Guest column: Will new state dental insurance law actually benefit patients?

Katherine O'Malley is a policy analyst at the Boston University School of Public Health.
Katherine O'Malley is a policy analyst at the Boston University School of Public Health.

Massachusetts recently passed a new dental insurance reform law aimed at demystifying the haze that is dental care. But it’s unclear if the anticipated benefits for patients will materialize given that the law is seemingly built on little evidence.

Massachusetts is the first state in the nation to pass enforceable legislation that requires a bigger chunk of dental insurance premiums to go directly toward patient care. However, the law seems to be based on thin evidence and might not actually do what it says it will.

One in four adults in Massachusetts does not have dental insurance. For the remaining 75%, costs can still be a major hurdle in accessing preventive and even emergent care. In Massachusetts and throughout the country, insured patients pay out-of-pocket for most dental care in addition to paying monthly premiums. About 18% of those insured adults in Massachusetts report going without needed dental care due to cost.

The Massachusetts dental insurance reform law, formerly ballot Question Two, passed with over 70% of the vote in 2022 and was enacted on Jan. 1. The legislation was backed by dentists and their advocacy organizations like the American Dental Association. Opposing the ballot measure were dental insurers and their associations, claiming the law would require dental insurers to raise premiums without also leading to tangible improvements in care.

What is the law supposed to do?

Dental insurance reform is not a new idea. States have considered implementing dental medical loss ratios for decades, with building interest after the passage of the Affordable Care Act. The Affordable Care Act mandated MLRs for medical care but did not address dental care.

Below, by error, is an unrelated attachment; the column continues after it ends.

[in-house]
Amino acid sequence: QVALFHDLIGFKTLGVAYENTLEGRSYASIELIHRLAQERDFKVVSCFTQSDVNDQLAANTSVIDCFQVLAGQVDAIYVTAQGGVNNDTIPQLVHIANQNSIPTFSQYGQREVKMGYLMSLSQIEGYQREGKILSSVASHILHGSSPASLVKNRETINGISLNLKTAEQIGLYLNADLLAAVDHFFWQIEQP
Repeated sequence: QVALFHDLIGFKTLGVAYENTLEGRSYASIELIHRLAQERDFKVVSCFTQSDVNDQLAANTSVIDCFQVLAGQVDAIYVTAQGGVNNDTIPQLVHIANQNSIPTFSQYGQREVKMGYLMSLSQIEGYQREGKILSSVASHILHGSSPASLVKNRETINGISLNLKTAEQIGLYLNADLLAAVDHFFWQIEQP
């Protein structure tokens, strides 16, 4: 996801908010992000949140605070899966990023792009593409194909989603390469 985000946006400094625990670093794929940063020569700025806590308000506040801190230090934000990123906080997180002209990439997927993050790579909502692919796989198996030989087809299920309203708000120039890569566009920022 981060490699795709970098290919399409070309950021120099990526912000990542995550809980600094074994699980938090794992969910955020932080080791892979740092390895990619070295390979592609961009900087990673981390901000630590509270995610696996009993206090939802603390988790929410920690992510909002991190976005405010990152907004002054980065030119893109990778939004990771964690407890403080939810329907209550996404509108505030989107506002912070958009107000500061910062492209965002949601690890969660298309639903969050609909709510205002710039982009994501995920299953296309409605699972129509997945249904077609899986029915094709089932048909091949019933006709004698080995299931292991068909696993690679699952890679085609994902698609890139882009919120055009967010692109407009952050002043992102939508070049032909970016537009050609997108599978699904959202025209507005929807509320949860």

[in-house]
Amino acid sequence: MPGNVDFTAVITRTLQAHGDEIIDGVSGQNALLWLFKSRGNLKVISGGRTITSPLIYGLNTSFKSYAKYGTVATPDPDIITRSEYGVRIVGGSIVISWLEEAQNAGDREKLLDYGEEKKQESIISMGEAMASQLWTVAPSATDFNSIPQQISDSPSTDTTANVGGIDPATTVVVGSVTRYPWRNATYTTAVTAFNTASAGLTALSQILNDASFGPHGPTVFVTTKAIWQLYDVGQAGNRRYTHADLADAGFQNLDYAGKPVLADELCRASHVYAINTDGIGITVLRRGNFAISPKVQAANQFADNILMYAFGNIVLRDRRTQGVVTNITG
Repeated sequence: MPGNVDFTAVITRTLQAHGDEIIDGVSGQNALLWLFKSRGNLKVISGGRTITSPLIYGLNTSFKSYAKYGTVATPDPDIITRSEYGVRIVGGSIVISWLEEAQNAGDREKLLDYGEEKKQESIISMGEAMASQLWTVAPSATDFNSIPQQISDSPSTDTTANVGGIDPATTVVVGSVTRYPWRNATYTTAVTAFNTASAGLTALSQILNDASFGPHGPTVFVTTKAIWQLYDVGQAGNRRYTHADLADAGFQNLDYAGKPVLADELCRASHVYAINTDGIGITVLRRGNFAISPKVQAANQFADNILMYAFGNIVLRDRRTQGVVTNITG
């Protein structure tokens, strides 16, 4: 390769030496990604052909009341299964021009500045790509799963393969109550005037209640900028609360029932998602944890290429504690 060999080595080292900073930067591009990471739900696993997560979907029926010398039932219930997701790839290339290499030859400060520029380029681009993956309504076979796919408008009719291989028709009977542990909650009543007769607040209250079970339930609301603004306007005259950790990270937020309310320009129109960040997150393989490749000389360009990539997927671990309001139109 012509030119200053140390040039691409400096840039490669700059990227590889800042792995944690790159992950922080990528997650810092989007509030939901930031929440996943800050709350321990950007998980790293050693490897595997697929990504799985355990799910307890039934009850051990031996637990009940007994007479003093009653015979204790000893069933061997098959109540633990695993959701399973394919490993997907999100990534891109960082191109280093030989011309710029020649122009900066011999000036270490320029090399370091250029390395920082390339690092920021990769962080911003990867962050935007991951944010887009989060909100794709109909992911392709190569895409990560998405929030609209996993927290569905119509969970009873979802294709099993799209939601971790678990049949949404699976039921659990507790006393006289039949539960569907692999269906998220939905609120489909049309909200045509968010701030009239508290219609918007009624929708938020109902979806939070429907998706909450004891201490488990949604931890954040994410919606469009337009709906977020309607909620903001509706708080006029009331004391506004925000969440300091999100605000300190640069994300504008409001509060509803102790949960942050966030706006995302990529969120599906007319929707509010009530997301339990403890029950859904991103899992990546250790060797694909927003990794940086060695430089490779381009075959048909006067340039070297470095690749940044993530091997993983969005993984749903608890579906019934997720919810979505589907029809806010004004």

A dental MLR is, as its name suggests, a ratio. The higher the ratio, the more customers’ monthly premiums go directly toward their care. With the new law, Massachusetts' dental MLR is set at 83%. This means that dental insurers must now spend at least 83% of premium revenue on direct patient care and quality improvement, not profits and administrative costs.

The difference with Massachusetts’ law compared to past efforts is that it’s the first to include an enforceable threshold. If insurers don’t meet the requirement, they must refund their beneficiaries as a penalty. Additionally, the law requires that insurers report to the state annually about their financial metrics. These data become publicly available and allow consumers to identify which policy has the most value for customers. It also allows the state to observe trends and adjust the MLR threshold accordingly.

Threshold set, but data are missing

The law is based on good intentions, but research showing that a high dental MLR results in cost savings and improved quality of care is scant.

One report commissioned by the National Association of Dental Plans, which opposed the legislation, indicated that insurers would have to raise premiums by 38% to meet the new dental MLR. One reason is that insurers would be paying 60% more in claims. Additionally, the report indicates that insurers’ dental MLRs in Massachusetts are currently between 60% and 77%, far below the newly imposed 83% MLR. The association argues that that gap is simply too large to overcome.

Independent researchers at Tufts University agree: They contend that the new dental MLR is arbitrary. Their report suggests that states should collect more data on year-to-year dental MLRs first and then make a more evidence-based decision.

Tufts’ researchers argue that dental insurers could achieve the new dental MLR. But they agree that doing so might mean paying out more claims and raising premiums.

Aside from these two recent reports, there is very little available research with which Massachusetts can develop evidence-based policy. Data from 2015 showed that dental insurers in California hovered around an MLR of 75%. The study’s authors suggested that California and other states looking to implement dental MLRs should give insurers a cushion of several years to meet a minimum MLR, or provide the option for them to justify a lower MLR so they could avoid paying refunds as penalties.

The new Massachusetts dental insurance reform law will likely have wide-ranging consequences for dental health care in the commonwealth. While supporters claim it will provide higher-quality care with greater affordability and access for patients, opponents worry it will hike prices for patients and discourage insurers from providing coverage in the state.

Massachusetts often leads on health policy, and what happens in the state with a high dental MLR will have implications elsewhere. Connecticut and Rhode Island each introduced dental MLR legislation in 2023, setting MLRs as high or even higher. Those bills have yet to become law, but Massachusetts' influence on dental insurance reform has already begun. Whether or not any of these high dental MLRs will reduce patient spending and improve care quality remains to be seen.

Katherine O'Malley is a policy analyst at the Boston University School of Public Health.

This article originally appeared on Telegram & Gazette: Massachusetts dental insurance reform law benefits questionable